Crude oil sank on Monday, with U.S. oil ending below last week's 2 year high, as concerns of an imminent strike on Syria eased, and traders reduced positions that had reflected fears of oil supply disruption in the Middle East.
Brent crude oil sank to its lowest mark in one week, narrowing its premium over the U.S. crude oil contract which did not fall by as much.
Syria welcomed a Russian proposal to place the nation's chemical weapons under interim control, praising the Kremlin for seeking to "prevent American aggression.
The global Brent crude benchmark fell by more than $2 to under $114, giving back a chunk of the gains its made since the start of the month. U.S. crude settled down $1.01 at $109.52. On Friday, U.S. oil settled at its highest price in more than two years, as traders bought into a rally on fears that military action against Syria would create civil unrest throughout the Middle East, which pumps a third of the world's oil.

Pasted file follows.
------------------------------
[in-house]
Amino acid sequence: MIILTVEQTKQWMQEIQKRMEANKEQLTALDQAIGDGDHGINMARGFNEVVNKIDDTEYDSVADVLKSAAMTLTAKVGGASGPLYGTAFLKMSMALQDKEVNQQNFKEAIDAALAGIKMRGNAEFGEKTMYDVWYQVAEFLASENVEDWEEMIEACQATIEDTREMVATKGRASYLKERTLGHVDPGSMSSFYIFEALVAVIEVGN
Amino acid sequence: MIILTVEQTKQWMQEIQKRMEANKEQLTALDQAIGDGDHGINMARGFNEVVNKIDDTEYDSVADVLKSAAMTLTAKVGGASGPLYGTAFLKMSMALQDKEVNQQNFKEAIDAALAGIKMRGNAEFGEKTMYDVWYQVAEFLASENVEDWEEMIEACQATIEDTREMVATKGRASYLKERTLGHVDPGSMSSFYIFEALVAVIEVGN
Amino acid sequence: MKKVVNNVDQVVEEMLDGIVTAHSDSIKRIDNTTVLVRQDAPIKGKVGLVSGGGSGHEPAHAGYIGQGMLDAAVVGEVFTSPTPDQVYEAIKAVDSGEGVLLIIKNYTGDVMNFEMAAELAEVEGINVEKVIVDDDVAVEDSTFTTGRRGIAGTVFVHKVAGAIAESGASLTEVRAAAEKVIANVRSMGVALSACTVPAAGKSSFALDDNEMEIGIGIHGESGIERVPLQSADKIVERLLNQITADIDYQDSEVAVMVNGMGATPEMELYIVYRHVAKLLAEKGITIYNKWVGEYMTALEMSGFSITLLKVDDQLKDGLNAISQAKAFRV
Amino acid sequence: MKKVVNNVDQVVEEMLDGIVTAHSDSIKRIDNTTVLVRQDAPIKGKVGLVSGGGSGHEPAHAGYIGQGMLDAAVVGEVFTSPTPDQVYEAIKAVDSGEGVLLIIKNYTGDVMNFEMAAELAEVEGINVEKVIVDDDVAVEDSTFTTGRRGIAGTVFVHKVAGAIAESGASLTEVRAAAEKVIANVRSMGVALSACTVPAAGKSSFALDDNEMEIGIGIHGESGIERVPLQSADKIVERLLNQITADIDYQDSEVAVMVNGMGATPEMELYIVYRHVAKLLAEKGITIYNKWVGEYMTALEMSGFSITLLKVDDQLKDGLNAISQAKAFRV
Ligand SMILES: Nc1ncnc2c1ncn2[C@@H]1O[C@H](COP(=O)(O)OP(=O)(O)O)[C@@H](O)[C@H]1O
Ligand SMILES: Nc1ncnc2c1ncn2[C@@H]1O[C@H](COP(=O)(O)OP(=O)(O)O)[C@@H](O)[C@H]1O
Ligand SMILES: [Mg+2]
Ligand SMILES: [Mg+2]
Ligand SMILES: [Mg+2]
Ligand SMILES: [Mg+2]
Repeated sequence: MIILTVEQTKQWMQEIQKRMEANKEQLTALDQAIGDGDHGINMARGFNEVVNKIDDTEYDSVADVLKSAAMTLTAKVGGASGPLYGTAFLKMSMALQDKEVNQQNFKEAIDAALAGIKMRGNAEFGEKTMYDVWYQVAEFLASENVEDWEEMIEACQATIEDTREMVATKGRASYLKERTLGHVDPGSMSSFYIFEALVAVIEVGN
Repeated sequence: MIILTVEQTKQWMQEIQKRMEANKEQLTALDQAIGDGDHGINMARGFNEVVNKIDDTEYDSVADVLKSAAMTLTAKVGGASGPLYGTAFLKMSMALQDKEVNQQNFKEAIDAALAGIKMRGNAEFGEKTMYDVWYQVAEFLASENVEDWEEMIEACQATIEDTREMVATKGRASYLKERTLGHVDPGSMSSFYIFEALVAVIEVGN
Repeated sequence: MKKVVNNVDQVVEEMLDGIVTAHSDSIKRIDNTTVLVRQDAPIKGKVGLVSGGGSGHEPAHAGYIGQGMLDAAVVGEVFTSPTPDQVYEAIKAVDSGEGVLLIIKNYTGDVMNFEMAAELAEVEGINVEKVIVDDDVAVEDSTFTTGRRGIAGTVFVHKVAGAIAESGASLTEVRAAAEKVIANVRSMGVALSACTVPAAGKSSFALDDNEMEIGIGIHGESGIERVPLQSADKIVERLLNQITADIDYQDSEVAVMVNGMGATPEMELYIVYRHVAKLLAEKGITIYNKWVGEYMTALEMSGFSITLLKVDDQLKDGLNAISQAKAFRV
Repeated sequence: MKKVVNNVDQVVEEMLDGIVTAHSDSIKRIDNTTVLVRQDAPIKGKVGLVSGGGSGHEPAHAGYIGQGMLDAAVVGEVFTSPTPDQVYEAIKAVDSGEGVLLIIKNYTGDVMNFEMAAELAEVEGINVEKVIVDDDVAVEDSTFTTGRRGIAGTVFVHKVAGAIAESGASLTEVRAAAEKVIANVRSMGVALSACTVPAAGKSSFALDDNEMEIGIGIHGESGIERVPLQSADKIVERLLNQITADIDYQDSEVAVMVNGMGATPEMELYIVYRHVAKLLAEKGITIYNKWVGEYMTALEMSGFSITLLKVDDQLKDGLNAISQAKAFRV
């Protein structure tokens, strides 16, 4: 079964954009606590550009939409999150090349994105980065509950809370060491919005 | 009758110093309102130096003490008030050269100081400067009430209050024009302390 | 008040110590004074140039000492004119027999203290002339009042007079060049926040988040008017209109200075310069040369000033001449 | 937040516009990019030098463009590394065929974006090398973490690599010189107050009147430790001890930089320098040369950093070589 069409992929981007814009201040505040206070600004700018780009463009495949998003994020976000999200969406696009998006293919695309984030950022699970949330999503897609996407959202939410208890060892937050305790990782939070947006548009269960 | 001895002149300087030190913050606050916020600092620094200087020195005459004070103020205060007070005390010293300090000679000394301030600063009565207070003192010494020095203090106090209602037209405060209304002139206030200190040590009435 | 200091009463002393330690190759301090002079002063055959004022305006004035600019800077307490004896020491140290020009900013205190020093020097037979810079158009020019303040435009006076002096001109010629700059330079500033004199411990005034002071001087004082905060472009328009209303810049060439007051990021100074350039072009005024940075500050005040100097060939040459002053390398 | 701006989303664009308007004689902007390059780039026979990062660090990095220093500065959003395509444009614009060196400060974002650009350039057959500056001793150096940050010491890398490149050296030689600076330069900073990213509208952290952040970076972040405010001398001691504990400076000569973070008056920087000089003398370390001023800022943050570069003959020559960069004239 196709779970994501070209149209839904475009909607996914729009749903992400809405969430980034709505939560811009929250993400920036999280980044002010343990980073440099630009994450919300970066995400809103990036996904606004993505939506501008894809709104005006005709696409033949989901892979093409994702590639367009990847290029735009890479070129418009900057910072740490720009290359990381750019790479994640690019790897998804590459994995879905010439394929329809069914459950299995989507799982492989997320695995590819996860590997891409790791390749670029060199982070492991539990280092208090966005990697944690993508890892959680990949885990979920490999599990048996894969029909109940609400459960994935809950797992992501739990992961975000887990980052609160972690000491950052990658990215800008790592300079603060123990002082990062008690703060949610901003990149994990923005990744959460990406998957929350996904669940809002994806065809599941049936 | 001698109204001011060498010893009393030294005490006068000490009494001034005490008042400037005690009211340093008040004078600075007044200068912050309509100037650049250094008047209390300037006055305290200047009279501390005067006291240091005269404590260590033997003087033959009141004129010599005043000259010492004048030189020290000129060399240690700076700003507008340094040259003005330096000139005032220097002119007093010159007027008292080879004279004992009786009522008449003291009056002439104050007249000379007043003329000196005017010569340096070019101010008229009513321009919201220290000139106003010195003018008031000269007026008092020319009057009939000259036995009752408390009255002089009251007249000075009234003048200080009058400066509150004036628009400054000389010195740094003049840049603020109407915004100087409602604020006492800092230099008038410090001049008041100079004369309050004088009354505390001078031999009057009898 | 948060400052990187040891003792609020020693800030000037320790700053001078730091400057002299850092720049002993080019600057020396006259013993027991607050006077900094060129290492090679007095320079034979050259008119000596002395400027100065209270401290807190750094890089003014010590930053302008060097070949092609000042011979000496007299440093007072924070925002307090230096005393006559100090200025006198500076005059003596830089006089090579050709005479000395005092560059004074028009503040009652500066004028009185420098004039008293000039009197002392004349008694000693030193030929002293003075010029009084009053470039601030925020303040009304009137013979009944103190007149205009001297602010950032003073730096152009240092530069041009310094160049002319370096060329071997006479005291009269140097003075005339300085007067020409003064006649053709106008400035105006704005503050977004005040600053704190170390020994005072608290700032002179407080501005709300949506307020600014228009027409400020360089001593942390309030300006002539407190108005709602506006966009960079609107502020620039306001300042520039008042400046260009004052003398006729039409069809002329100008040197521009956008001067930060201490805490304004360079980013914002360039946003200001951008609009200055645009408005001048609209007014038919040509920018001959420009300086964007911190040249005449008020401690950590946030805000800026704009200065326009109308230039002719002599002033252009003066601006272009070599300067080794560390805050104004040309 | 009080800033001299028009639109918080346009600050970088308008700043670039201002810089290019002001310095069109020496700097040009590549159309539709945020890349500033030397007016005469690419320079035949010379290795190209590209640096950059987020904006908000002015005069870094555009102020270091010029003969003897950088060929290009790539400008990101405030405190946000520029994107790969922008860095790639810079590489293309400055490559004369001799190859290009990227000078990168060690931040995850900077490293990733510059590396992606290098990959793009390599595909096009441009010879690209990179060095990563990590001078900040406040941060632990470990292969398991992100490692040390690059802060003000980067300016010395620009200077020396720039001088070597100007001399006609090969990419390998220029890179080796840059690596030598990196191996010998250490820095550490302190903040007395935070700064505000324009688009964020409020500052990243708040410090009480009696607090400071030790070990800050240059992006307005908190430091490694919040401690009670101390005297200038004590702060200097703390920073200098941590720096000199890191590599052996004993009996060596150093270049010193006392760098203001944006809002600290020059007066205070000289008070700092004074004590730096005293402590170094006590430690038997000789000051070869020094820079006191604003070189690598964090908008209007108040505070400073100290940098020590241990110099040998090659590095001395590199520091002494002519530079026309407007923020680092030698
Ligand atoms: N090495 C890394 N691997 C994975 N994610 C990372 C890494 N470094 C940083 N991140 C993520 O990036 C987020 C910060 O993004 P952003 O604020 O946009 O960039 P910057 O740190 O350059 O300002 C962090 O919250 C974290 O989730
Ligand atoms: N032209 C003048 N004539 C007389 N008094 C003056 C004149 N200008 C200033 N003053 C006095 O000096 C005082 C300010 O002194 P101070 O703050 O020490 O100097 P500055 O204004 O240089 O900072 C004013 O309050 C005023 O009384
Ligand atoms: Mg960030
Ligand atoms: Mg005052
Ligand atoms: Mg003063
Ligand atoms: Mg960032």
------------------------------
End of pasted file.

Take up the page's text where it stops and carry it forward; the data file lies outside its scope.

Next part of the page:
President Barack Obama faces an uphill task to persuade Senate lawmakers to approve on Wednesday military strikes against Syrian President Bashar al-Assad's forces.
Russia and Syria urged Washington against military action on Monday, while China called for U.S. caution and a return to the United Nations to discuss Syria. Meanwhile, Obama will give a televised address to the nation on Tuesday, making the case for intervention.
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